Every country has unique cuisine or food, and some make it famous. One example is the pastel de nata from Portugal. Known for its lightness, sweeter, and less eggy taste, you’ll be saying delicioso or sabroso when you taste one. So read on and get ready to indulge in some deliciousness!
You might think that a baker invented the pastel de nata. But you’ll be surprised who was the person, or in this case, persons, that made the original recipe.
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The monks at the Jerónimos Monastery at Santa Maria de Belem created the recipe for the famed pastel de nata. But why? What’s the reason behind the recipe? It’s equally surprising.
In the 18th century, monks starched nuns’ habits using egg whites. The process, however, left the monks with a surplus of yolks. As a result, they started making them into delectable, two-bite custard tarts to get rid of them.
Today, A Fábrica dos Pastéis de Belém claims to be the only location in Portugal providing the original recipe. Moreover, it’s close to the monastery where the monks created the tarts.
What’s best paired with pastel de nata?
The pastel de nata or Portuguese custard tart (some say egg tart) goes well with espresso. In some parts of Portugal, it’s known as a bica or café. You can try a meia de leite or a galo if you prefer your coffee with more milk.
If you don’t drink coffee, you can pair it with tea or just a glass of milk. A fine tawny or LBV port also complements a pastel de nata well.
How it’s made
The Portuguese delicacy is a custard (or egg) tart with a crispy crust and an irresistible sweet flavor. There have been different takes on the original recipe, but they almost have the same ingredients. You need:
- Egg yolks
The pastry is very easy to make. First, you must make the dough with water, flour, and salt. Then, use a stand mixer to combine them until they form a soft, pillowy dough.
Second, make the custard. Whisk the flour and 1/4 cup milk until smooth. In a small saucepan, boil the sugar, cinnamon, and water and cook until 220°F (104°C). It’s a must not to stir the mixture. Meanwhile, scald the milk’s remains in a separate saucepan. Then, add the heated milk while whisking the mixture of flour.
After removing the cinnamon stick:
1. Add the sugar syrup to the heated milk and flour mixture while stirring vigorously.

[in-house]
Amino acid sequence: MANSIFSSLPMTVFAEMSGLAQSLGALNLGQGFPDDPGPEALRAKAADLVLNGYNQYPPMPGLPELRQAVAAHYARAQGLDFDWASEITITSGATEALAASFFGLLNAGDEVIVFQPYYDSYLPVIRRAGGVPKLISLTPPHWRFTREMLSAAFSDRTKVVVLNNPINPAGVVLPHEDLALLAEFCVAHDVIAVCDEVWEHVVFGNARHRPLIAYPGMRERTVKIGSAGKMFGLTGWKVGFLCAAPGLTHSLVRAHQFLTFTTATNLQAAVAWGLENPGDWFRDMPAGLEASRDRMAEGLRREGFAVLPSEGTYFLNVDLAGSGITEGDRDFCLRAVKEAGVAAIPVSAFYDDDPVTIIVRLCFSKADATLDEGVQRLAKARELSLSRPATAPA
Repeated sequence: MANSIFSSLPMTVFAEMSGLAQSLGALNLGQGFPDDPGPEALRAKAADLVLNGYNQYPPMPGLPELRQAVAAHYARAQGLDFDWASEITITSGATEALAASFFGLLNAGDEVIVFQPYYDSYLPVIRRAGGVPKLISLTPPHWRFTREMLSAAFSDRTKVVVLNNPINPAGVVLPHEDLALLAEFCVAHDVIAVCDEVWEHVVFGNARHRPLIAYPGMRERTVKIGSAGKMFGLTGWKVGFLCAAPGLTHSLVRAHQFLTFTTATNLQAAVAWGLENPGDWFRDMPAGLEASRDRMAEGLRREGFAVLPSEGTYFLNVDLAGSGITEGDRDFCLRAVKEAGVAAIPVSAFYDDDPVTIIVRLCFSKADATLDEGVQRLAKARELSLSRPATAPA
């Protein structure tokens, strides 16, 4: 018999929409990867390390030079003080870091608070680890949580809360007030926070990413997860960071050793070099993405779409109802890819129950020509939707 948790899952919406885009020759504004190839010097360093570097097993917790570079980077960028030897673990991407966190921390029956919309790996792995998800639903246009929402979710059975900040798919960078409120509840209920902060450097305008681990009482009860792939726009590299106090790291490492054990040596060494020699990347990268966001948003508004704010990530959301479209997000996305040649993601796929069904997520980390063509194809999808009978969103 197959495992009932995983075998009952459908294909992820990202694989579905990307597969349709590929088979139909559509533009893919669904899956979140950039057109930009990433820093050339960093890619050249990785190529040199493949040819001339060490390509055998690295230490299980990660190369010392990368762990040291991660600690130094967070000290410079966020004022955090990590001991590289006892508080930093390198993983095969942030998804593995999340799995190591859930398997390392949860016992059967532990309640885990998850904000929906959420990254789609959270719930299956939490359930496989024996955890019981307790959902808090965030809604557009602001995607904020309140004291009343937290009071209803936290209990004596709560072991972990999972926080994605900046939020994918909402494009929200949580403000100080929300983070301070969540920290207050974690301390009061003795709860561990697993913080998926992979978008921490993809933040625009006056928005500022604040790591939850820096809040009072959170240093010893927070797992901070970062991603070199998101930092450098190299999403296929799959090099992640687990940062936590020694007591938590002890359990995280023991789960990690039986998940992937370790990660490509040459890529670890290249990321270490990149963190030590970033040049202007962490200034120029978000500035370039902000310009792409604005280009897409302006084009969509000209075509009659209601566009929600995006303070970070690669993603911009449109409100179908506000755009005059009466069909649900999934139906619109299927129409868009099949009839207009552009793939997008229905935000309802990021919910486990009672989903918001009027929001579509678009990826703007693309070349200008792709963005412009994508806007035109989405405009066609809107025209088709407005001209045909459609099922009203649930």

2. Put vanilla and whisk for a minute when the mixture is warm, but not too hot.
3. Stir in the yolks after straining the mixture into a basin and covering it with plastic wrap. The custard should be slim, which is ideal.
4. Chill the custard.
Lastly, you assemble the pastel de nata. Cut and place the dough in a mini muffin pan. Fill each cup 3/4 full with chilled custard. For the mini-muffin tins, let the pastries bake for 8 to 9 minutes or until the dough edges are frilled and browned.
How do you serve a pastel de nata?
Portuguese custard tarts are frequently served with a sprinkle of cinnamon, powdered sugar, or both. But some bakeries sell them with neither of the two. Instead, they are best consumed warm within a few hours of baking when the custard is delightfully smooth and creamy, and while the crust is lovely and crunchy.
Although Portuguese custard tarts are initially from Portugal, they are available everywhere. One famous pastel bakery in Macau, Lord Stow’s Bakery, sells pastel de nata.
In the late 1980s, British chemist Andrew Stow recognized an opportunity to capitalize on a sudden inflow of Portuguese immigrants. However, since Stow’s tarts are creamier than their Portuguese counterparts, they have a distinctively British flavor that can offend purists.
What is the difference between an English and a Portuguese custard tart?
The English custard tart is made of crust pastry and sprinkled with nutmeg. But the Portuguese pastéis de nata is made of puff pastry and covered with cinnamon.
Taste Portugal in two bites
Pastel de nata is an excellent snack to munch on while walking the picturesque streets of Lisbon. But it’s more than just a pastry. Every bite is a taste of Portugal. In the words of the late Anthony Bourdain: “Meals make the society, hold the fabric together in lots of ways….”